Human Caused Global Warning – The Biggest Deception in History: This book examines the claims of human-induced global warming made by the Intergovernmental Panel on Climate Change (IPCC) using proper journalistic and investigative techniques. It explains how it was a premeditated, orchestrated deception, using science to impose a political agenda. It fooled a majority including most scientists. They assumed that other scientists would not produce science for a political agenda. German Physicist and meteorologist Klaus-Eckart Puls finally decided to look for himself. Here is what he discovered
Ten years ago I simply parroted what the IPCC told us. One day I started checking the facts and data—first I started with a sense of doubt but then I became outraged when I discovered that much of what the IPCC and the media were telling us was sheer nonsense and was not even supported by any scientific facts and measurements. To this day I still feel shame that as a scientist I made presentations of their science without first checking it.…scientifically it is sheer absurdity to think we can get a nice climate by turning a CO2 adjustment knob.
This book uses the same approach used in investigative journalism. It examines the Who, What, Where, When, Why, and How.
The Deliberate Corruption of climate science: Dr. Tim Ball exposes the malicious misuse of climate science as it was distorted by dishonest brokers to advance the political aspirations of the progressive left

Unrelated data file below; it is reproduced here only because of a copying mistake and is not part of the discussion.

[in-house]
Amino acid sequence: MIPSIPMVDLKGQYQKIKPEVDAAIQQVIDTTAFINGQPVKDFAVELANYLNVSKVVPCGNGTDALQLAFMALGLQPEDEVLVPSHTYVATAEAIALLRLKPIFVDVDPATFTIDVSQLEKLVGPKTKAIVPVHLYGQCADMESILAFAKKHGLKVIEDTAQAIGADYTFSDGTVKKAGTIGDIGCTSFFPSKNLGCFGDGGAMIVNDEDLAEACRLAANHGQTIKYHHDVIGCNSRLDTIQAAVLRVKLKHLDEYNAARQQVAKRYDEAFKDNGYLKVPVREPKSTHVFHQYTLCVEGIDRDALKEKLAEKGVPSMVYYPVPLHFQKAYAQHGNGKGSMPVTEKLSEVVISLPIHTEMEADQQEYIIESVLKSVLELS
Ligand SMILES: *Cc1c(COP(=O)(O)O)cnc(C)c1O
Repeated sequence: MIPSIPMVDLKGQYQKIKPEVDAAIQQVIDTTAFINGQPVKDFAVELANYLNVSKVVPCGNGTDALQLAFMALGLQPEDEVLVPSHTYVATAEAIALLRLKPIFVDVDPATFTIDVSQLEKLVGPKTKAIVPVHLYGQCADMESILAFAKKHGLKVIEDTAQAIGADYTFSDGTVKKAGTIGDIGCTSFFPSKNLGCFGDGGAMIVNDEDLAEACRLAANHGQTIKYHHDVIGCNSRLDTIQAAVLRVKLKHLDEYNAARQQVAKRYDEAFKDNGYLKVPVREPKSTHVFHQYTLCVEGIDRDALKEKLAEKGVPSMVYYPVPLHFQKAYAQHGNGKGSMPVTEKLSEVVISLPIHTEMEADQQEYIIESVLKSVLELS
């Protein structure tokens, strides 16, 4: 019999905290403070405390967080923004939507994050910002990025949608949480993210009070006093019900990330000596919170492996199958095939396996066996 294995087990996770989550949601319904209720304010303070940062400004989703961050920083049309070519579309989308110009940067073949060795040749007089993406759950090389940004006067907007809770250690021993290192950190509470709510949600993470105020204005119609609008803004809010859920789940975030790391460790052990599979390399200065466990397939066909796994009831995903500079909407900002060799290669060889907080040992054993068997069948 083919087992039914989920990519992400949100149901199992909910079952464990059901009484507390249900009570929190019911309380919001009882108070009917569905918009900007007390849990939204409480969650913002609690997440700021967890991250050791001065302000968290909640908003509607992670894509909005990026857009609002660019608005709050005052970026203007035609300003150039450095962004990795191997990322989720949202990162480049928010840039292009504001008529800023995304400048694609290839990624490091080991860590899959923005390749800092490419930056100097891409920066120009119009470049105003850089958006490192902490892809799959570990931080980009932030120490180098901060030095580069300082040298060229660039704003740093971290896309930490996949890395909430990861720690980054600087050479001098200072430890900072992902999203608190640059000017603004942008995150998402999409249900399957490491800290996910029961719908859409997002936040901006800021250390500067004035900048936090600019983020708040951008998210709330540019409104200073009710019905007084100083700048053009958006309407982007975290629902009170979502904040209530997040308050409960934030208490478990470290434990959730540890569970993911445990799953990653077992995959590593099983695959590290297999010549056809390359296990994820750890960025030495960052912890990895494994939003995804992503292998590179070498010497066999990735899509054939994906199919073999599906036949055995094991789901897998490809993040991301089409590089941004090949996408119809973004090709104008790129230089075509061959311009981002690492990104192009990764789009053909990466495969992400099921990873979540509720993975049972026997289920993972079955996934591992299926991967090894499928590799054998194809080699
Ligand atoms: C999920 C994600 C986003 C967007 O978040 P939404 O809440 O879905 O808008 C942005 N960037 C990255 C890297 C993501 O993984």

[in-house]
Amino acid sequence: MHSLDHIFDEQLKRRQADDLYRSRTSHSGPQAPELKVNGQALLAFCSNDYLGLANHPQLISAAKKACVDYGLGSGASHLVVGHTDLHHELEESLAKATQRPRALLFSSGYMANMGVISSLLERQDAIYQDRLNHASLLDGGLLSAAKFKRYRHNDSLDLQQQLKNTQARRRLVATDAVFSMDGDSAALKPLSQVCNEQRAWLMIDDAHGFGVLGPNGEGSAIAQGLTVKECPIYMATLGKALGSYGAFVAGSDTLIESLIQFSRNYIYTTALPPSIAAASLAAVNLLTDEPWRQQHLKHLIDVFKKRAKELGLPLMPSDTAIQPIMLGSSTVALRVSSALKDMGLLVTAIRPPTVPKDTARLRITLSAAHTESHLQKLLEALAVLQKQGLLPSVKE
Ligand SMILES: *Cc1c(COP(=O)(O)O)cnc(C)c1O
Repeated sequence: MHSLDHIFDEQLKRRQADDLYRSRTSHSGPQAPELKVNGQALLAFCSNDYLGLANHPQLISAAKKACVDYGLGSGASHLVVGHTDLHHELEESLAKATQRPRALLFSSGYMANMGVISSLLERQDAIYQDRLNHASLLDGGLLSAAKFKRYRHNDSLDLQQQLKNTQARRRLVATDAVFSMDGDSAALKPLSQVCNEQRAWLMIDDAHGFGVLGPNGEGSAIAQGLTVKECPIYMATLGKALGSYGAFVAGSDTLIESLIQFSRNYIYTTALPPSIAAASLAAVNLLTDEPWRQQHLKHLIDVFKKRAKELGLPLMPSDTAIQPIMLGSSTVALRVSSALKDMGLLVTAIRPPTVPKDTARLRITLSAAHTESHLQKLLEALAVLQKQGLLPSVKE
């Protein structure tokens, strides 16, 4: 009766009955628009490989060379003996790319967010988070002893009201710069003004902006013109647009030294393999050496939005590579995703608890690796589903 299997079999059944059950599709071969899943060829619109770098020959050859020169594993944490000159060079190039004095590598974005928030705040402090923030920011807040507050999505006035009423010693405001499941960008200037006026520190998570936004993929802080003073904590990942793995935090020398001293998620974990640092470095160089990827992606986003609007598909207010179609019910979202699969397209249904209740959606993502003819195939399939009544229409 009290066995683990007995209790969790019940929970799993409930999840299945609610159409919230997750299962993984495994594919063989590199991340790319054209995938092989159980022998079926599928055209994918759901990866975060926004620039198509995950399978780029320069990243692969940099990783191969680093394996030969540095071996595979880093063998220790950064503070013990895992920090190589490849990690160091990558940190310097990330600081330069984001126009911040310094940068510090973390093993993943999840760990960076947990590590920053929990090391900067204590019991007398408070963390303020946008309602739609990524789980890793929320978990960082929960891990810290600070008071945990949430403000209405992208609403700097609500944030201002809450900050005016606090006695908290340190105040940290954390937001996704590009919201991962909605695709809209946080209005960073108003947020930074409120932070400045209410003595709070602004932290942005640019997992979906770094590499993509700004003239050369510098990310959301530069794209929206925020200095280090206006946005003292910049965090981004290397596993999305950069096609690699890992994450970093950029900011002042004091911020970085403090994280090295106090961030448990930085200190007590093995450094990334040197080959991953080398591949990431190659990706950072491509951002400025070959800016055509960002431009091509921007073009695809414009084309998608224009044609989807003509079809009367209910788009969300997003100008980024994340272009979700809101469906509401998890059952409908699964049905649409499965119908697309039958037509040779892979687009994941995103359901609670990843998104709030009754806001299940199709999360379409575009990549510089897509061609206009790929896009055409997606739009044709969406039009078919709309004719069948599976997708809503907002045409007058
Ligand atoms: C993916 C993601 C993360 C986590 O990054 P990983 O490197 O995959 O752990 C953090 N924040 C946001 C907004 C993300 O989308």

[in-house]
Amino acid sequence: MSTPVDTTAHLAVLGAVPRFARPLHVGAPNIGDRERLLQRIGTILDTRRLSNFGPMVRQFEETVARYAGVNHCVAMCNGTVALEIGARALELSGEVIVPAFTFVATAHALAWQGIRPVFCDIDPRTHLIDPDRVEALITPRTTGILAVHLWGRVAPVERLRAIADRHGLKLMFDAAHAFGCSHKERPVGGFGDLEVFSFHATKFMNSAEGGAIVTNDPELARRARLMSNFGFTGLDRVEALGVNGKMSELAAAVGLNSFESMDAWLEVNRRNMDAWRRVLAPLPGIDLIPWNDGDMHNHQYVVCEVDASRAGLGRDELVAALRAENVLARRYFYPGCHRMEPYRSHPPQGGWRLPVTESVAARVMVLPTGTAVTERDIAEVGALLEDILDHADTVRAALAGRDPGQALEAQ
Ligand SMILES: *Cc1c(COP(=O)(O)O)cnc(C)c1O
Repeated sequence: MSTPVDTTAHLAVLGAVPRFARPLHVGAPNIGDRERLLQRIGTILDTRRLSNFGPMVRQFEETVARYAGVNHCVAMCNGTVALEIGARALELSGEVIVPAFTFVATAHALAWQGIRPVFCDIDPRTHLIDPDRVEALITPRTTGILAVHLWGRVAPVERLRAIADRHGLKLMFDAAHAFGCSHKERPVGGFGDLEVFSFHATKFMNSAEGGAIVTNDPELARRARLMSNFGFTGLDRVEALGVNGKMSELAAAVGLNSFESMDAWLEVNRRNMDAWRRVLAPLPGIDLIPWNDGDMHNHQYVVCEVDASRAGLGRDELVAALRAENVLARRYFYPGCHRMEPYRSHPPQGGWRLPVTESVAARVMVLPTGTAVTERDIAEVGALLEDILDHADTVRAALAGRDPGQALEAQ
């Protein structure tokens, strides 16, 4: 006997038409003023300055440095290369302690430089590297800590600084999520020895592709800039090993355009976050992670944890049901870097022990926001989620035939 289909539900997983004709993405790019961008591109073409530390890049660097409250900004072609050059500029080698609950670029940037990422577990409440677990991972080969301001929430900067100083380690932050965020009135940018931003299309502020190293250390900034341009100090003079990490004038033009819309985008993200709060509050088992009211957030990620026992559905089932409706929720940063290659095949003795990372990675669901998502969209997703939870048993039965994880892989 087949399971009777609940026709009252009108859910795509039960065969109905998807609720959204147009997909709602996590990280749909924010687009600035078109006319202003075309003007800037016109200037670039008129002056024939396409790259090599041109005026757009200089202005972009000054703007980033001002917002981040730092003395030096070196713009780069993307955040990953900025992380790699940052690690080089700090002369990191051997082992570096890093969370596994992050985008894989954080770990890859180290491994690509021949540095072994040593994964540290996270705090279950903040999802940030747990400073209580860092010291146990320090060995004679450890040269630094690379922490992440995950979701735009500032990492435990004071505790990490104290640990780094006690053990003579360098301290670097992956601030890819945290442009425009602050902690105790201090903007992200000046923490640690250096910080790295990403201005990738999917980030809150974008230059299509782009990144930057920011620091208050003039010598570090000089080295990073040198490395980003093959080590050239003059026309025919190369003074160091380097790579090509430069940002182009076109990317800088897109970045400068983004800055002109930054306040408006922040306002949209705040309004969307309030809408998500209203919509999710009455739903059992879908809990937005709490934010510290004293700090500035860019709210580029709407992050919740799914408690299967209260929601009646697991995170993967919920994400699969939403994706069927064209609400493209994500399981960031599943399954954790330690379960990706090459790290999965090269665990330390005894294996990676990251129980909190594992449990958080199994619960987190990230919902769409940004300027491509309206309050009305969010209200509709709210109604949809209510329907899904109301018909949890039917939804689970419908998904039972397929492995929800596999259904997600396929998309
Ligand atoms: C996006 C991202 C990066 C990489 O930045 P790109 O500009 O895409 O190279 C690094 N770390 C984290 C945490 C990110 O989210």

Eighteenth-Century Naturalists of Hudson Bay presents the scientific achievements of the Hudson Bay Company’s early employees, drawing largely on materials in the HBC Winnipeg archives. C. Stuart Houston, Tim Ball, and Mary Houston make amends for two centuries of neglect of these collector-observers, showing that fur traders in isolated trading posts on Hudson Bay were involved in some of the earliest stirrings of science on the continent and that the fur traders and Native people worked together in a remarkable symbiosis, beneficial to both parties. the HBC trading posts over two centuries provide the largest and longest consecutive series available anywhere in North America, one that can help us understand the mechanisms and amount of climate change. They demonstrate that Hudson Bay is the second largest site of new bird species named by Linnaeus and reproduce some of George Edwards’ colour paintings of these new species. Six informative appendices reveal how the invaluable HBC archives were transferred from London, England, to Winnipeg, correct previous misinterpretations of the collaboration and relative contributions of Thomas Hutchins and Andrew Graham, use two centuries of HBC fur returns to demonstrate the ten-year hare and lynx cycles, tell how the swan trade almost extirpated the Trumpeter Swan, explain how the Canada Goose got its name before there was a Canada, and offer an extensive list of 18th-century Cree names for birds, mammals, and fish. Informative tables list the 18th-century surgeons at York Factory and give names and dates for the annual supply ships.
Slaying the Sky